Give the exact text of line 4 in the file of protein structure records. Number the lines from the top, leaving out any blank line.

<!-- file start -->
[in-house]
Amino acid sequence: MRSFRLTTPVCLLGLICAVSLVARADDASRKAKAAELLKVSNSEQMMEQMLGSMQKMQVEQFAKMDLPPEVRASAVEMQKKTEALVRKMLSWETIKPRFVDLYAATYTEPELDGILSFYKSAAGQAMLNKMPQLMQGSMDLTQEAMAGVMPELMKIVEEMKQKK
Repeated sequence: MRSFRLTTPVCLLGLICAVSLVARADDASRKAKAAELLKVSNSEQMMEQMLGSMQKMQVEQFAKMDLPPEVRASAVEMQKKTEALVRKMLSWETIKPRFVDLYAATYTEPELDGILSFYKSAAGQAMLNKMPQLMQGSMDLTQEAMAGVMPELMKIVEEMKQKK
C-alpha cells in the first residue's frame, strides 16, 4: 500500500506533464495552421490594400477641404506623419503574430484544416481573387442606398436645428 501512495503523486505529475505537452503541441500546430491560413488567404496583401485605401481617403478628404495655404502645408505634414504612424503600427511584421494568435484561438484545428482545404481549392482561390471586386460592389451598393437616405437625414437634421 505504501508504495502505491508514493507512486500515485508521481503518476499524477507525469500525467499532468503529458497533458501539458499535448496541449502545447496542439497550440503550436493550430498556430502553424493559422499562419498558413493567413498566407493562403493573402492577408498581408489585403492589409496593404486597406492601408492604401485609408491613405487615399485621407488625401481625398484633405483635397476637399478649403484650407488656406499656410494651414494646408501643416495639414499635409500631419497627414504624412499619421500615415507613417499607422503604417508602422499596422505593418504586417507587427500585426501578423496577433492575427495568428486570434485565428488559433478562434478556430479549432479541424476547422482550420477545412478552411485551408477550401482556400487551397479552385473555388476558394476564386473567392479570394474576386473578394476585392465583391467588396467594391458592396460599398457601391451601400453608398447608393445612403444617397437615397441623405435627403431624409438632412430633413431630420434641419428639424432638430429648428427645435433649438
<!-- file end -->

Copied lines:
C-alpha cells in the first residue's frame, strides 16, 4: 500500500506533464495552421490594400477641404506623419503574430484544416481573387442606398436645428 501512495503523486505529475505537452503541441500546430491560413488567404496583401485605401481617403478628404495655404502645408505634414504612424503600427511584421494568435484561438484545428482545404481549392482561390471586386460592389451598393437616405437625414437634421 505504501508504495502505491508514493507512486500515485508521481503518476499524477507525469500525467499532468503529458497533458501539458499535448496541449502545447496542439497550440503550436493550430498556430502553424493559422499562419498558413493567413498566407493562403493573402492577408498581408489585403492589409496593404486597406492601408492604401485609408491613405487615399485621407488625401481625398484633405483635397476637399478649403484650407488656406499656410494651414494646408501643416495639414499635409500631419497627414504624412499619421500615415507613417499607422503604417508602422499596422505593418504586417507587427500585426501578423496577433492575427495568428486570434485565428488559433478562434478556430479549432479541424476547422482550420477545412478552411485551408477550401482556400487551397479552385473555388476558394476564386473567392479570394474576386473578394476585392465583391467588396467594391458592396460599398457601391451601400453608398447608393445612403444617397437615397441623405435627403431624409438632412430633413431630420434641419428639424432638430429648428427645435433649438